Top 5 Best SiteGround Alternatives: For Either Better Or Cheaper WordPress Hosting? (2020)

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Searching for the best SiteGround alternatives for your website(s)? SiteGround are a much-loved shared web host and the most popular independent hosting option outside of the EIG and GoDaddy empires.

However, multiple recent price increases (in 2018 and 2020), a new dashboard (and a goodbye to cPanel), and some limitations on support options have recently sent a lot of users searching for alternatives.

Thankfully, you have plenty of options, and I’ve collected them for you in this post, where I’ll share five of what I think are the best alternatives to SiteGround. Two of these hosts are cheaper than SiteGround, while still offering similar quality and features; two hosts offer better quality hosting than SiteGround, but at a slightly higher price; and the fifth host can be both cheaper and better depending on your situation.

You can choose the alternative that best fits your needs, and I’ll make some recommendations at the end of this post.

Why Consider SiteGround Alternatives?

Before talking about the bad parts of SiteGround, let’s talk about what SiteGround do well, because I still think SiteGround are a great host and, in terms of shared hosting, they’re one of the better options out there:

  • For shared hosting, SiteGround offer excellent performance. This is especially true on the GrowBig and GoGeek plans, which give you server-level caching. All plans also get access to the SG Optimizer plugin, which offers a lot of the same features you get in the premium WP Rocket plugin (our review).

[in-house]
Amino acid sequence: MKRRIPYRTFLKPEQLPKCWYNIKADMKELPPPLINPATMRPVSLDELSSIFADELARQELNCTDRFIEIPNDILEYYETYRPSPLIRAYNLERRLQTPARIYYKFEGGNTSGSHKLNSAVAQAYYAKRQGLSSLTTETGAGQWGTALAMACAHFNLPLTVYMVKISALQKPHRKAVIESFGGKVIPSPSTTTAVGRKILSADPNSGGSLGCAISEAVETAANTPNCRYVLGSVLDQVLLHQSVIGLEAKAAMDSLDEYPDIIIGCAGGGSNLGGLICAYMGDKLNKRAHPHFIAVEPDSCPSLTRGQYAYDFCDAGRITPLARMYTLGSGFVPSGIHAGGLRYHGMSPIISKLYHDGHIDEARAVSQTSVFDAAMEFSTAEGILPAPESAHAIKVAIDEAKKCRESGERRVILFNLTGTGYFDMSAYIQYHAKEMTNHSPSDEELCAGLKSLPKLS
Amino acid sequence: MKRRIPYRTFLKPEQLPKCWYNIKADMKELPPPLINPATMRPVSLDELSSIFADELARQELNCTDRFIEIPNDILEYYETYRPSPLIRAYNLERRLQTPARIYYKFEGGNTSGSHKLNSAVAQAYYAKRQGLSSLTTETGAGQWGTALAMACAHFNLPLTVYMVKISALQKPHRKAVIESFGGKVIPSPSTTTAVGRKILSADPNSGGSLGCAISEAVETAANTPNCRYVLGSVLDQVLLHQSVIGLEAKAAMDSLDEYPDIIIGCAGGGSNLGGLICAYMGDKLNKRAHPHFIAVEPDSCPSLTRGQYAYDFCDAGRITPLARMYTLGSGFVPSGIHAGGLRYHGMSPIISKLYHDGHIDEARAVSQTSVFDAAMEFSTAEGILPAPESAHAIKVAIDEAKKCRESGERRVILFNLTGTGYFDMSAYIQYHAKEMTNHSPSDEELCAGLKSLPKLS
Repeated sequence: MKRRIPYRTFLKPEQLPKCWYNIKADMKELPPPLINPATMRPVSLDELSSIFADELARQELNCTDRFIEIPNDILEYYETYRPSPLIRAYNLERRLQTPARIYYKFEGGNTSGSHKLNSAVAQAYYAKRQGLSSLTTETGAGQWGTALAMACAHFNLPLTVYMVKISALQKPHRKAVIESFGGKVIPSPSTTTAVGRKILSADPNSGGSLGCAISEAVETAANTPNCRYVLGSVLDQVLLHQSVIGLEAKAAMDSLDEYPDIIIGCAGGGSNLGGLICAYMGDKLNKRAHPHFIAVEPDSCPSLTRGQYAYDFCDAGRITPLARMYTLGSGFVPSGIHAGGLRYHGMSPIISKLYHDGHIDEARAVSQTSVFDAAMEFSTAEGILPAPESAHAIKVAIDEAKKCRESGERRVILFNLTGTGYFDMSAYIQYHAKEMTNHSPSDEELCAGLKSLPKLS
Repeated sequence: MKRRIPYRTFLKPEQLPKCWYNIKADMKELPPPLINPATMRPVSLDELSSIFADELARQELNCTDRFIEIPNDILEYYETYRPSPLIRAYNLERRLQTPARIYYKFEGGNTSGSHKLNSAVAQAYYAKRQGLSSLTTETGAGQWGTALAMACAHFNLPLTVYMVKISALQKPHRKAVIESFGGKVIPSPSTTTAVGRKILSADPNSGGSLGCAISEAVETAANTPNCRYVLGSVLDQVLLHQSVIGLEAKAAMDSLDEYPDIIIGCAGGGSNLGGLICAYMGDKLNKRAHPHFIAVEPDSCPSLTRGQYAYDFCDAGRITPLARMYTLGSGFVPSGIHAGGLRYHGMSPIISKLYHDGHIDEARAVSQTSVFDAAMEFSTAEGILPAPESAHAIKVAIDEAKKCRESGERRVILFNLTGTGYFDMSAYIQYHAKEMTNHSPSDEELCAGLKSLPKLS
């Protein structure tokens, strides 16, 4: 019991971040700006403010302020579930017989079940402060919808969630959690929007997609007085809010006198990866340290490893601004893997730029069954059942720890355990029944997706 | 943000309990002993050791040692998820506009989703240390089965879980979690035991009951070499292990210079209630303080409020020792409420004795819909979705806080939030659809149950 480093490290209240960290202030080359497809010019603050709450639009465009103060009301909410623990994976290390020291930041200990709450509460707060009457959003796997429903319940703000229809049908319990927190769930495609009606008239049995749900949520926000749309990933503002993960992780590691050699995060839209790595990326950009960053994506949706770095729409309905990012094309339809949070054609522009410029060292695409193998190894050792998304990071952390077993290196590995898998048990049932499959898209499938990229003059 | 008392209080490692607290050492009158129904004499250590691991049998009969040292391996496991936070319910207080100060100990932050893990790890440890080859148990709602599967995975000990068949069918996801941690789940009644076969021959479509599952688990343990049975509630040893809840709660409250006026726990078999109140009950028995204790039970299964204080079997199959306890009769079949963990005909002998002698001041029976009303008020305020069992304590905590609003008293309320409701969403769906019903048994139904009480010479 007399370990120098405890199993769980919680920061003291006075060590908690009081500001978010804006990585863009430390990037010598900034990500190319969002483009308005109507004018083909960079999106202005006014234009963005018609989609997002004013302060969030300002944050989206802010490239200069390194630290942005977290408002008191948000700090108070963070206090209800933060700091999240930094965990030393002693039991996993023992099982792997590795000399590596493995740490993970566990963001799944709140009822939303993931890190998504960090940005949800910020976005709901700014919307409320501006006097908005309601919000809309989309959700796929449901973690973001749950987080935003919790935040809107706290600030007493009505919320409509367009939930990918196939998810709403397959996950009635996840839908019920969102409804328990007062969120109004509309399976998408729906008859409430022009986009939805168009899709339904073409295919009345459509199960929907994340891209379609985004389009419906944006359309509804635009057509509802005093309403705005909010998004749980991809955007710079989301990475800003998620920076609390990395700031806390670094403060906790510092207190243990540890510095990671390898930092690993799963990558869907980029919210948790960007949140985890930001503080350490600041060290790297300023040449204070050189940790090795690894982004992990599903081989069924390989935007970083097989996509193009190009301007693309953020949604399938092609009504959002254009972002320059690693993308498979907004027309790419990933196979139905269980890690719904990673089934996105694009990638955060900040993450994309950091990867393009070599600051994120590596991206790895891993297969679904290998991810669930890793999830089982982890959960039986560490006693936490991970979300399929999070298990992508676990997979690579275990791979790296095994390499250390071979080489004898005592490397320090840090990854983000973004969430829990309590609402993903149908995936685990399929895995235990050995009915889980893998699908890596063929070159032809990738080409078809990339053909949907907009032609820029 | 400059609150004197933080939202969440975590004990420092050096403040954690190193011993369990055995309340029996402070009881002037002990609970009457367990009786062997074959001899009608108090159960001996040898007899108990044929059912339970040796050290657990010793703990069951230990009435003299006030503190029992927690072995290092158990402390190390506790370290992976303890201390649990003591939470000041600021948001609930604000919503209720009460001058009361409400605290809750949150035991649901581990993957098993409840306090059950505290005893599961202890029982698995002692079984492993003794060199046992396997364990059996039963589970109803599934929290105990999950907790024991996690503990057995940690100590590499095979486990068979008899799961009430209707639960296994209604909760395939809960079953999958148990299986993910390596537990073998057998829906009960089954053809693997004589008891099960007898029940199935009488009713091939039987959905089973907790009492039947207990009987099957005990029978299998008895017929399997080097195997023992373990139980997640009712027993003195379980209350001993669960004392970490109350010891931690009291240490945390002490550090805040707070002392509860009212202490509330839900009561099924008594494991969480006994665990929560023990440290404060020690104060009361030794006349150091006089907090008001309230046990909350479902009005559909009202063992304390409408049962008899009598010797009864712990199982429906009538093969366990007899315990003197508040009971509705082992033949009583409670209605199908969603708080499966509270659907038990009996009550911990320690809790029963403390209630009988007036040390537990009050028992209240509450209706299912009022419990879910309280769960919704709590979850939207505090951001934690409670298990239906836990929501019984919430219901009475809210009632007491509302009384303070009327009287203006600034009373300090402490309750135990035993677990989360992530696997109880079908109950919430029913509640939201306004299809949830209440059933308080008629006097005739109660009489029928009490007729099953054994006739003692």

• Despite some recent hiccups (more on that below), SiteGround still have some of the best support in the shared hosting space.
  • SiteGround have done a good job of continuously improving their product. For example, moving to Google Cloud infrastructure, offering staging sites on more plans, launching a custom hosting dashboard, and so on. Whether or not you think those changes justify the price increases, you can’t say the SiteGround team is just sitting around twiddling their thumbs.

However, while there’s still a lot to like about SiteGround, there are also some downsides, which have become especially apparent in 2020 as they make a lot of changes.

Price Increase (X2)

The biggest reason to look for an alternative to SiteGround is the price. Over the past few years, SiteGround have had two big price increases — one in 2018 and then another one in June 2020.

SiteGround used to be in the same price range as other shared hosts, such as Bluehost and GoDaddy. However, SiteGround are now definitely in a tier above those hosts. So, if you loved SiteGround for their low prices, that may have you searching for alternatives.

To make things worse, SiteGround no longer let you get the full promo price for three years if you pay for all three years upfront (which they used to allow). For example, the promo price for the StartUp plan is now $6.99, with the regular price at $14.99. In the past, if you were signing up for the first time, you could lock in that $6.99 price for all three years if you paid everything upfront.